Post-hoc analyses were performed with a Wilcoxon rank-sum test. Brain regions were considered statistically different between experimental groups when p ≤ 0.05. The data from the combined somatosensory cortices was also analyzed as a percent change in BOLD signal over time following the injection of the 3 mg/kg dose GAT107 or vehicle. The signal at each time point (350 image acquisition) from all seven rats at this dose or vehicle (n = 6) was averaged and plotted as a time course and analyzed using a two-way repeated measures ANOVA using GraphPad Prism version 9.0.0 (86) for macOS, GraphPad Software, San Diego, California USA,

2.4. Resting state functional connectivity

2.4.1. Image acquisition

Scans were collected using a spin-echo triple-shot EPI sequence (imaging parameters: matrix size = 96 × 96 × 20 (H × W × D), TR/TE = 1,000/15 ms, voxel size = 0.312 × 0.312 × 1.2 mm, slice thickness = 1.2 mm, with 200 repetitions, time of acquisition 15 min. Preprocessing was accomplished by combining Analysis of Functional NeuroImages (AFNI_17.1.12,, FMRIB Software library (FSL, v5.0.9,, Deformable Registration via Attribute Matching and Mutual-Saliency Weighting (DRAMMS 1.4.1, and MATLAB (Mathworks, Natick, MA). Brain tissue masks for resting-state functional images were manually drawn using 3DSlicer ( and applied for skull-stripping. Motion outliers (i.e., data corrupted by extensive motion) were detected in the dataset and the corresponding time points were recorded so that they could be regressed out in a later step. Functional data were assessed for the presence of motion spikes. Any large motion spikes were identified and removed from the time-course signals. This filtering step was followed by slice timing correction from interleaved slice acquisition order. Head motion correction (six motion parameters) was carried out using the first volume as a reference image. Normalization was completed by registering functional data to the 3D MRI Rat Brain Atlas ©using affine registration through DRAMMS. The MRI rat atlas containing 173 annotated brain regions was used for segmentation. After quality assurance, band-pass filtering (0.01 Hz∼0.1 Hz) was preformed to reduce low-frequency drift effects and high-frequency physiological noise for each subject. The resulting images were further detrended and spatially smoothed (full width at half maximum = 0.8 mm). Finally, regressors comprised of motion outliers, the six motion parameters, the mean white matter, and cerebrospinal fluid time series were fed into general linear models for nuisance regression to remove unwanted effects.

The region-to-region functional connectivity method was performed to measure the correlations in spontaneous BOLD fluctuations. A network is comprised of nodes and edges; nodes being the brain region of interest (ROI) and edges being the connections between regions. Voxel time series data were averaged in each node based on the residual images using the nuisance regression procedure. Pearson’s correlation coefficients across all pairs of nodes (14535 pairs) were computed for each subject among all three groups to assess the interregional temporal correlations. The r-values (ranging from –1 to 1) were z-transformed using the Fisher’s Z transform to improve normality. 166 × 166 symmetric connectivity matrices were constructed with each entry representing the strength of edge. Group-level analysis was performed to look at the functional connectivity in the experimental groups. The resulting Z-score matrices from one-group t-tests were clustered using the K-nearest neighbors clustering method to identify how nodes cluster together and form resting state networks. A Z-score threshold of | Z| = 2.3 was applied to remove spurious or weak node connections for visualization purposes.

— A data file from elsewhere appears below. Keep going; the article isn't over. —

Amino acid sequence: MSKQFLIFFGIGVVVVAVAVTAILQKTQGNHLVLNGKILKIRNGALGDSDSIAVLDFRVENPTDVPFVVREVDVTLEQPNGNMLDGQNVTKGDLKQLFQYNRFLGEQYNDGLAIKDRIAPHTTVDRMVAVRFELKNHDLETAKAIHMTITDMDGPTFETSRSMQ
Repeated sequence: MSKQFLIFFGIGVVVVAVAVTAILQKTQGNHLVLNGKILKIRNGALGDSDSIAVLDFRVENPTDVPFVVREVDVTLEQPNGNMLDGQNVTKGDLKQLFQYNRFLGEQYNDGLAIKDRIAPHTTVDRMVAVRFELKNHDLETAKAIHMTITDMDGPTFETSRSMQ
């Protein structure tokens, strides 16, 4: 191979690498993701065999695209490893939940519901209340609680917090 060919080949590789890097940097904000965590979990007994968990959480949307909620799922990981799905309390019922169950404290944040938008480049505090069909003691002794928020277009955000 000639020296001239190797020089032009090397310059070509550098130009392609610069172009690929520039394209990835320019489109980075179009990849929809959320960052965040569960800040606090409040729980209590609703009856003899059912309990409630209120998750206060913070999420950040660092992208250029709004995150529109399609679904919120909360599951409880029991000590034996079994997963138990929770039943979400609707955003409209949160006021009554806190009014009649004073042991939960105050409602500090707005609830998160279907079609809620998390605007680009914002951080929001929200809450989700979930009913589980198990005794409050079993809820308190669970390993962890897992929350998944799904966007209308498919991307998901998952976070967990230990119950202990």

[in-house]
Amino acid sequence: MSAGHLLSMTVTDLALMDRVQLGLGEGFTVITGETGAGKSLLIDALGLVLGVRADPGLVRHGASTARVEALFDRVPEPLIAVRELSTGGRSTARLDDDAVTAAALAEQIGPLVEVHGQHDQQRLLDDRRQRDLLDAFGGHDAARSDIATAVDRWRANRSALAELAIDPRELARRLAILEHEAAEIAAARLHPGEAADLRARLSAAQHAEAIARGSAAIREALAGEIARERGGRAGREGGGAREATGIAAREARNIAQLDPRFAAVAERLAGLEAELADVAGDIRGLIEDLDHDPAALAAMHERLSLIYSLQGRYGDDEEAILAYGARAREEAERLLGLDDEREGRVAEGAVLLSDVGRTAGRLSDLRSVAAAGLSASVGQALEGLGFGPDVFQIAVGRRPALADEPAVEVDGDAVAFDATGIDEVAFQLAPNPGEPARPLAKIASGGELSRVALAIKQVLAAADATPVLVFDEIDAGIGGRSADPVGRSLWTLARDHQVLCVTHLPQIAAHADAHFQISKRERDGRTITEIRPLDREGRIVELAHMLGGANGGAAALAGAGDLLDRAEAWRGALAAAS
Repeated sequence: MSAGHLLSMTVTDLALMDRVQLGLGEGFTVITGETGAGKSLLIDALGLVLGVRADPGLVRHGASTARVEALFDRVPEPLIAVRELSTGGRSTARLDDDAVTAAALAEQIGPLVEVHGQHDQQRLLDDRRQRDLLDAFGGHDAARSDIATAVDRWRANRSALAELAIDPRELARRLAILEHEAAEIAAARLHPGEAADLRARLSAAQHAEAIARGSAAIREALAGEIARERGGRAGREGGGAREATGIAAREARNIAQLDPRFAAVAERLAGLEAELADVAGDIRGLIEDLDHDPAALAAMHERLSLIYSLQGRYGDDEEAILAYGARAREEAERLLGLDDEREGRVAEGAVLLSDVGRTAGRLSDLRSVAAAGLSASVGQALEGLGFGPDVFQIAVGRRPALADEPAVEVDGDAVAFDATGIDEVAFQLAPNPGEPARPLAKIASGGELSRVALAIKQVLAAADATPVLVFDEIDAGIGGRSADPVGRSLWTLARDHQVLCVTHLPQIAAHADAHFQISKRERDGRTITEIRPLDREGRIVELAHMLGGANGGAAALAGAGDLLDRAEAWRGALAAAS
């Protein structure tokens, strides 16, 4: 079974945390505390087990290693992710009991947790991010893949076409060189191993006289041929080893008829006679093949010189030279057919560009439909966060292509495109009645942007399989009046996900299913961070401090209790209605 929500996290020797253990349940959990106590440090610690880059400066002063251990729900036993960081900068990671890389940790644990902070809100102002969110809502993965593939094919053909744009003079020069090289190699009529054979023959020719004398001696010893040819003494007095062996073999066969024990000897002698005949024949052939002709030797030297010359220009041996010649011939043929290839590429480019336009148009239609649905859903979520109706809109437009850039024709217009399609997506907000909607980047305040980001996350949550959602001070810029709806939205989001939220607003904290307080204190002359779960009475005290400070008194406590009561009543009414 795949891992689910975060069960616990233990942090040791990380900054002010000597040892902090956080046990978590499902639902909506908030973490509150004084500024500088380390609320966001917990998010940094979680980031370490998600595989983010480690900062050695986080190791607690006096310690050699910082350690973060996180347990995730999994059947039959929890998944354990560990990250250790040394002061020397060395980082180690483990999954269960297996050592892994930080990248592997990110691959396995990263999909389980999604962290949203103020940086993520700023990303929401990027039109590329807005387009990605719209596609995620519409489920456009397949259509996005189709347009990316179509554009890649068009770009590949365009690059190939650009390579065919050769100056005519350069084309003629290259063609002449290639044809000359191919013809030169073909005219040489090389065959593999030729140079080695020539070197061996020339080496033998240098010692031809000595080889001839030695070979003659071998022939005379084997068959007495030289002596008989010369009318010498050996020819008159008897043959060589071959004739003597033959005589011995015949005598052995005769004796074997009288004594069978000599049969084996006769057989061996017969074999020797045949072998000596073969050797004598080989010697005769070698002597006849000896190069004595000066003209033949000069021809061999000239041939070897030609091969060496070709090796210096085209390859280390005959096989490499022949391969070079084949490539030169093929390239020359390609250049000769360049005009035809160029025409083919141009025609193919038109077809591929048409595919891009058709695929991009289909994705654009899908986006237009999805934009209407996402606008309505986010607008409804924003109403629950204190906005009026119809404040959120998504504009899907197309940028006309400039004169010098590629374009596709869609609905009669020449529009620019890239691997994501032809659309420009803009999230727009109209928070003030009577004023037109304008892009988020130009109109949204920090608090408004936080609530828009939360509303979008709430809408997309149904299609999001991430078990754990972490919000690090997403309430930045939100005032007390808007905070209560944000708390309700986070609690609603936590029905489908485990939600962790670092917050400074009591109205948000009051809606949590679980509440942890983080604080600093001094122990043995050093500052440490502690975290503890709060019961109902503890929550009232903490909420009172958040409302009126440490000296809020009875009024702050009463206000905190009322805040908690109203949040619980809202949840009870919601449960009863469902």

2.4.2. Functional connectivity analysis Degree centrality

All network analysis was computed with Gephi, an open-source network analysis and visualization software (Bastian et al., 2009). Absolute values of the GAT107 and vehicle symmetric connectivity matrices were imported, and edges were loaded as undirected networks. Degree centrality analysis quantifies the number of connections a specific node has to the overall network. Degree centrality is defined as:

C D ( j ) = j = 1 n A ij

where n is the number of rows in the matrix in the adjacency matrix A and the elements of the matrix are given by Aij, the number of edges between nodes i and j. Statistics

All statistical analysis for the graph theory analysis was performed using GraphPad Prism. Normality tests between group subregions were performed to determine if parametric or non-parametric assumptions were needed. Shapiro-Wilk’s tests were performed to analyze normality assumption. Subregion degree centrality p-values that were greater than 0.05 were assumed to be normal. After assumptions of normality were validated, paired t-tests were used to compare degree centrality of the GAT107 and vehicle groups in various subregions. When necessary, a nonparametric Wilcoxon signed rank (WSR) test is performed if there is evidence against the normality assumption.

3. Results

3.1. Positive BOLD volume of activation

Shown in Table 1 is a truncated list of brain areas showing the median (Med) number of voxels activated for vehicle (Veh) and each dose of GAT107 together with their p value. With only a few exceptions, the 3 mg/kg dose of GAT107 (highlighted in gray) was higher than vehicle, 1 and 10 mg/kg doses of GAT107 resulting in an inverted U-shape dose-response. This pattern of activity is present in a majority of the 173 brain areas comprising the rat MRI atlas as shown in Supplementary Table 1. A post hoc Wilcoxon rank-sum test identified 38/173 brain areas with a significant increase in the positive volume of activation i.e., voxel number, in response to the 3 mg/kg dose of GAT107. These brain areas are listed in Table 2 and ranked in order of their significance using a critical value of p < 0.05 but taking into consideration a false discovery rate of p = 0.034. Note the representation of the primary somatosensory cortices (e.g., shoulder, trunk, jaw, hindlimb, barrel field and forelimb). A complete table of all brain areas comparing vehicle to the 3 mg/kg dose is provided in Supplementary Table 2.